Des anyone have any opinions of these suppliers – do they have other failings? I really would be interested in your views.

Thank you,

David (the other one 🙂

David says:
22 October 2014

Thanks, David. For me it was more a matter of principle – I’m not TOO much out of pocket. It seems that EE are getting away with making a contract look like a fixed term one and then burying their price variation clause deep in the smallprint.
Three and Tesco are two I was thinking of so I too would be interested to hear any opinions.
Roll on October 2015!

Thanks for taking part in the conversation David and David 🙂 As we seem to have two Davids it would be great, and slightly less confusing, if you could both upload an avatar to the Convo? You can do it here: https://conversation.which.co.uk/your-account/

David says:
22 October 2014

Hi Andy, Thanks. Interesting comments about dates you make.
I totally agree with all you say. It seems plain common sense to me to put your faith in the bold lettering at the top of what had the hallmarks of a fixed contract. How many people are going to have the time (or patience) to be bothered to go through all those tiny Ts&Cs detailed on the back?! I always thought the law hinged on what was “reasonably foreseeable” and the key points at the top of the contract are bold and unambiguous.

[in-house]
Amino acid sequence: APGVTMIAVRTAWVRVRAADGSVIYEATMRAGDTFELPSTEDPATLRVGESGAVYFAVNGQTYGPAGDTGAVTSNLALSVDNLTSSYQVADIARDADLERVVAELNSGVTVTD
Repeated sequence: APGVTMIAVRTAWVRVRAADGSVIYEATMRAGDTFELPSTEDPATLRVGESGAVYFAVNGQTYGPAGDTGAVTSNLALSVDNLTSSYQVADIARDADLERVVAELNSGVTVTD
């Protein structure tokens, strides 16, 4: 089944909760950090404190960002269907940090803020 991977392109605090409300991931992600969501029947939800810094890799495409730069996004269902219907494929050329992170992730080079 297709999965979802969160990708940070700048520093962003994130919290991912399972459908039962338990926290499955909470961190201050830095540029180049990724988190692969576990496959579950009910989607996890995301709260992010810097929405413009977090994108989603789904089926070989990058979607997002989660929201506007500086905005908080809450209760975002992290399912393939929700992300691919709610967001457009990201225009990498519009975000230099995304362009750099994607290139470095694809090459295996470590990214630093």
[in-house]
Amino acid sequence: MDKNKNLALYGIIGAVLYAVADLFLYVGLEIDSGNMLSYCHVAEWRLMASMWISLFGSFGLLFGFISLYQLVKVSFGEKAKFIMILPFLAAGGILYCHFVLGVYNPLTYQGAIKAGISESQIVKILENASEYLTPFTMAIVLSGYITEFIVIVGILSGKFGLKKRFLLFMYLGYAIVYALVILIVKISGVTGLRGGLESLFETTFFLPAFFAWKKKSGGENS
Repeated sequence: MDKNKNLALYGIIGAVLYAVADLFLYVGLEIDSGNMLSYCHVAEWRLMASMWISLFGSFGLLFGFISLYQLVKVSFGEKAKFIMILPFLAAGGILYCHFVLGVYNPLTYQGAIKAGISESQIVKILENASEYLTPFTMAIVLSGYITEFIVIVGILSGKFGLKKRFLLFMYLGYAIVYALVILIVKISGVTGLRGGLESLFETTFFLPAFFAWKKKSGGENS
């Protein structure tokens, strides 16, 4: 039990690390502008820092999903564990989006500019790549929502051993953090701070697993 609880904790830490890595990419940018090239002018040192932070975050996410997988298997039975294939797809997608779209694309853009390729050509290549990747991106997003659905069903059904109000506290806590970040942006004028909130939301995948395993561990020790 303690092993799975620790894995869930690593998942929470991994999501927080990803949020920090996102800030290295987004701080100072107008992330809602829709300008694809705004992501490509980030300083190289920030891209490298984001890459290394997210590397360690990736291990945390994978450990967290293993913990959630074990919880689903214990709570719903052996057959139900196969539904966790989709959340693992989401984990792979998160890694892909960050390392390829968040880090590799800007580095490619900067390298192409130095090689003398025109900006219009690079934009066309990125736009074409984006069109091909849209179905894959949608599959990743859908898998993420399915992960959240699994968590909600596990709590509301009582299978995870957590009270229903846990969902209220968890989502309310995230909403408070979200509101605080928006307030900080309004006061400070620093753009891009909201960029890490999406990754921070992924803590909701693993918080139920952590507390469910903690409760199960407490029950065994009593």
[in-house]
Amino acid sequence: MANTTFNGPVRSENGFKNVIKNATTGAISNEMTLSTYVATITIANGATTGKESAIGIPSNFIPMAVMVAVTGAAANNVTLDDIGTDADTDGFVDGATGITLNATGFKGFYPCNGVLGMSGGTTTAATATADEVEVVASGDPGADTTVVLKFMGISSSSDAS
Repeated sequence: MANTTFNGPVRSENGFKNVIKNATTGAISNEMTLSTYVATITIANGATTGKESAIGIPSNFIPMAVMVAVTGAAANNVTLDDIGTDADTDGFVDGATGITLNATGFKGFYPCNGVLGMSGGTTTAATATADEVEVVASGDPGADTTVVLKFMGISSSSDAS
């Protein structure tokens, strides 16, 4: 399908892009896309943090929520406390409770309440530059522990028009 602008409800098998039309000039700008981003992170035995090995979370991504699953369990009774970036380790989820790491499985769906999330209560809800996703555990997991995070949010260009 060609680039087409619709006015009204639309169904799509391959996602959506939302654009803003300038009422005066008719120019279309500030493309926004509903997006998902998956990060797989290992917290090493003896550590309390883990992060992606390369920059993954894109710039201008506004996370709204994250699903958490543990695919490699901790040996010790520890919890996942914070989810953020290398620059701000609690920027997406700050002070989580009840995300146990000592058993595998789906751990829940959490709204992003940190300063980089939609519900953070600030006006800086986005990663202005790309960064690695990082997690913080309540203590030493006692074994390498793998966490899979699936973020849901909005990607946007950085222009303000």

I can’t remember precisely what the adjudication said about “good faith”; suffice to say it didn’t seem like common sense to me. It also relied on the notorious para 7.1.4, regardless of the fact that it was written in minute lettering – the language itself apparently was clear.
I would certainly echo your last comments about someone who’d been ripped off being a lawyer! I think I shall take further advice, as this adjudication to me seems to fly in the face of PLAIN COMMON SENSE!! I have already been in touch with Consumer line, though, and from what I understand my case was passed to Trading Standards a while ago. I wonder if anything’ll come of that!